Seller's Guide
Lansing Area Real Estate
REAL ESTATE
 
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Common Inspection Questions
Why have an inspection?
According to the contract, the Buyer has agreed to purchase your home in “AS IS” condition. However, the Buy & Sell Contract includes a contingency granting a Buyer the right to engage a private inspector,
or group of inspectors, to examine the home's condition.

The inspection is a way of discovering if there are any hidden problems that were not obvious when the Buyer personally viewed the home and made the offer. The Buyer has the right to terminate the contract if not satisfied with the results of the inspection by giving written notice within a specified time period.  

When should the inspections be done?
As soon as possible! The Buy and Sell contract provides that all inspections be completed within a specific number of business days. Otherwise, the buyer will forfeit the opportunity.

Can the inspection "kill" the deal?
Certainly. The inspector will look for safety issues and estimate the condition and life expectancy of the home's various components. If not satisfied with the results, the Buyer can give written notice of his/her intention to terminate the contract. It is not required to give an explanation.

What if the Buyer refuses to close unless I make repairs?
Inspections often reveal conditions that Seller was not aware of, and the Buyer may ask that these repairs be done at the Seller's expense. The Seller has the right to refuse to make repairs and the Buyer has the right to terminate the contract.

Sometimes the repairs are simple and not too expensive. However, the discovery of high Radon levels can cost $750 to mitigate and a faulty furnace emitting carbon monoxide might require a new furnace. If not repaired, these conditions must now be disclosed, making it difficult to attract offers for your home.

What inspections should be done?
The most common inspections include the structure, electrical system, plumbing, heating and air conditioning, pest, radon, well, septic and survey.  Buyers have also ordered inspections for mold, asbestos, swimming pools and barns and property survey.

What other kind of inspections can the Buyer do?
The inspection contingency does not limit the kind of inspections that can be performed. Buyer's have been known to check the schools, study the building and use restrictions, and inquire about criminal activity. Even cable and phone lines might be critical to Buyer who works from home.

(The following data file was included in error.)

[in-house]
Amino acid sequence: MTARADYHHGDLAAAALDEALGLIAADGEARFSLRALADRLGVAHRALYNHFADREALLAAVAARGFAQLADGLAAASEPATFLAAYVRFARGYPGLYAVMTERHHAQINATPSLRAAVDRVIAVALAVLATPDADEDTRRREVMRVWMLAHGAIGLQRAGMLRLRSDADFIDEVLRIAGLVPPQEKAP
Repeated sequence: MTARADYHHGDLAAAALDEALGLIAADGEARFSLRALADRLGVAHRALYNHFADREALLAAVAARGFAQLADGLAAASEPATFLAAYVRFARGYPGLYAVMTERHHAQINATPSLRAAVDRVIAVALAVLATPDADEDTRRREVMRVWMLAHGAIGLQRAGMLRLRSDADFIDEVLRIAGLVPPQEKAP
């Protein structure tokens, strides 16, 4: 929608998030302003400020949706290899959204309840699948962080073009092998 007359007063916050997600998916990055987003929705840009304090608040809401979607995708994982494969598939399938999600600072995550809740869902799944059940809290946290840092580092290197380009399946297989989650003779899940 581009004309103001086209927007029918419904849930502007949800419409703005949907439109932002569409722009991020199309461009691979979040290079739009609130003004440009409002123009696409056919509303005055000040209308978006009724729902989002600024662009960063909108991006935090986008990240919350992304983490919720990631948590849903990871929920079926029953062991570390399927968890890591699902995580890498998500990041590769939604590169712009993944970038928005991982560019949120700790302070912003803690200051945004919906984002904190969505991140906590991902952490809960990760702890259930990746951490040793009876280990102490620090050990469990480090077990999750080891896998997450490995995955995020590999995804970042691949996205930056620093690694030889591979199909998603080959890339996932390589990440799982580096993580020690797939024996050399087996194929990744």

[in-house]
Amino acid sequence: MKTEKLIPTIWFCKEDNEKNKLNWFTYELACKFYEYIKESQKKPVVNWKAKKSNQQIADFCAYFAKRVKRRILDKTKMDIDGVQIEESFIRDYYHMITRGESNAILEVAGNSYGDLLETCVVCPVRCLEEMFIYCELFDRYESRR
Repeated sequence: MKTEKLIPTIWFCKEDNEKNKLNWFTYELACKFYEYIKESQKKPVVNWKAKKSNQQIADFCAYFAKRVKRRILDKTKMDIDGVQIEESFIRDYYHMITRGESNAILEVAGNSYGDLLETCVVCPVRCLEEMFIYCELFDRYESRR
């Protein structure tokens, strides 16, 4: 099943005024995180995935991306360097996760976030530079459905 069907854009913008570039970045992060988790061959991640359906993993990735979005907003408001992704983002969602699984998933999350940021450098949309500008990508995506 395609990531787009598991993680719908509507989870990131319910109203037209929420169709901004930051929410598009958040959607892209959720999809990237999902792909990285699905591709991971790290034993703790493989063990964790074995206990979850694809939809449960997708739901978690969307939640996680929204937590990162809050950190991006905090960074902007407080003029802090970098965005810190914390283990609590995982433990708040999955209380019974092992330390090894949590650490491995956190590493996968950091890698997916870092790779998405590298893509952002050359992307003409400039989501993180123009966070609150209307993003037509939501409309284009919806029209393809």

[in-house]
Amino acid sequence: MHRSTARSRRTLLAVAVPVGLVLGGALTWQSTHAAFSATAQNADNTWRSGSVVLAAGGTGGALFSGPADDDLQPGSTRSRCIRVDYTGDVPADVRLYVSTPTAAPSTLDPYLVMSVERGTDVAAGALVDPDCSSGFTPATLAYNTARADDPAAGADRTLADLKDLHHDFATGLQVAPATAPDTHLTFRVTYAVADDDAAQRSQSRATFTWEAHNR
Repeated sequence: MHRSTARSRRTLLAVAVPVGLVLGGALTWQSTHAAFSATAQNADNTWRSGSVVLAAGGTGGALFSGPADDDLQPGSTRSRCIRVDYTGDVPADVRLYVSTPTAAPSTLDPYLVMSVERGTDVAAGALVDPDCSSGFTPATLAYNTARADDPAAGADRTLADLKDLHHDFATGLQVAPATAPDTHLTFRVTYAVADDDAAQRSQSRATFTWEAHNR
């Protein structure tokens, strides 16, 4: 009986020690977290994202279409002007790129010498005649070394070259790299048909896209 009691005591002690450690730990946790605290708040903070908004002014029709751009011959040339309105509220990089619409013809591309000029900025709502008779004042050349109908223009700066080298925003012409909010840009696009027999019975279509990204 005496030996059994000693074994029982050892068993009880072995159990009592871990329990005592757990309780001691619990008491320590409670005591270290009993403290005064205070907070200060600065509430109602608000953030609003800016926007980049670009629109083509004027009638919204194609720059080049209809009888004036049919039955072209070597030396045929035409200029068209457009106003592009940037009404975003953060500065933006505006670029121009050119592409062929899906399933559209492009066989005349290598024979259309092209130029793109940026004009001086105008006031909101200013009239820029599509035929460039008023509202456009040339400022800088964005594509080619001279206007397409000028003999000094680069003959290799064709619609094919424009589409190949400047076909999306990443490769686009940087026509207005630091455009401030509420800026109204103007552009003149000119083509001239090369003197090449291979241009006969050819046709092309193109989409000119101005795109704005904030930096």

What is the mandatory well and septic Point of Sale inspection?
Ingham, Eaton, and Shiawassee Counties are requiring Sellers to have well and septic systems inspected, brought up to current standards and approved by the health department prior to passing the property on to a new owner. This inspection is paid for by the Seller.
                                Mandatory Well and Septic Point of Sale Requirements

What is Radon?
Radon can't be seen, tasted, or smelled but it may be a problem in your home. Radon comes from the natural (radioactive) breakdown of uranium in soil, rock and water and gets into the air we breathe. Radon can be found all over the U.S. It can get into any type of building and build up to high levels. Testing is the only way to know if you and your home has a high level of radon.

                                                   
Home Buyer and Seller's Guide to Radon

Should I hire a home inspector to look over my home prior to listing?
Knowing what the Buyer's inspector will uncover and possibly making those corrections prior to receiving an offer will make the process go faster and more smoothly. A Buyer who finds little wrong at the inspection will feel more confident when removing the inspection contingency. Also, correcting obvious problems will likely generate a higher offer.

Where are inspectors found?
The AT&T Yellow Pages lists over thirty home inspectors. In time, most agents develop a "short list" of inspectors they feel comfortable working with. Our Preferred Home Inspectors list is good place to begin.

Who attends the inspections?
In the Greater Lansing area it's generally accepted that only the inspectors, the Buyer, and the Buyer's agent be present at the inspection. The Listing agent and the Seller should not attend.

What if the Buyer doesn't initiate inspections?
Should the Buyer allow the deadline to lapse without initiating inspections, he will loose his opportunity to
do so and surrender his right to terminate the contract through the terms of the Inspection Contingency.
He now must accept the property AS IS and will probably forfeit his earnest money should he decide to terminate the contract.
 

 
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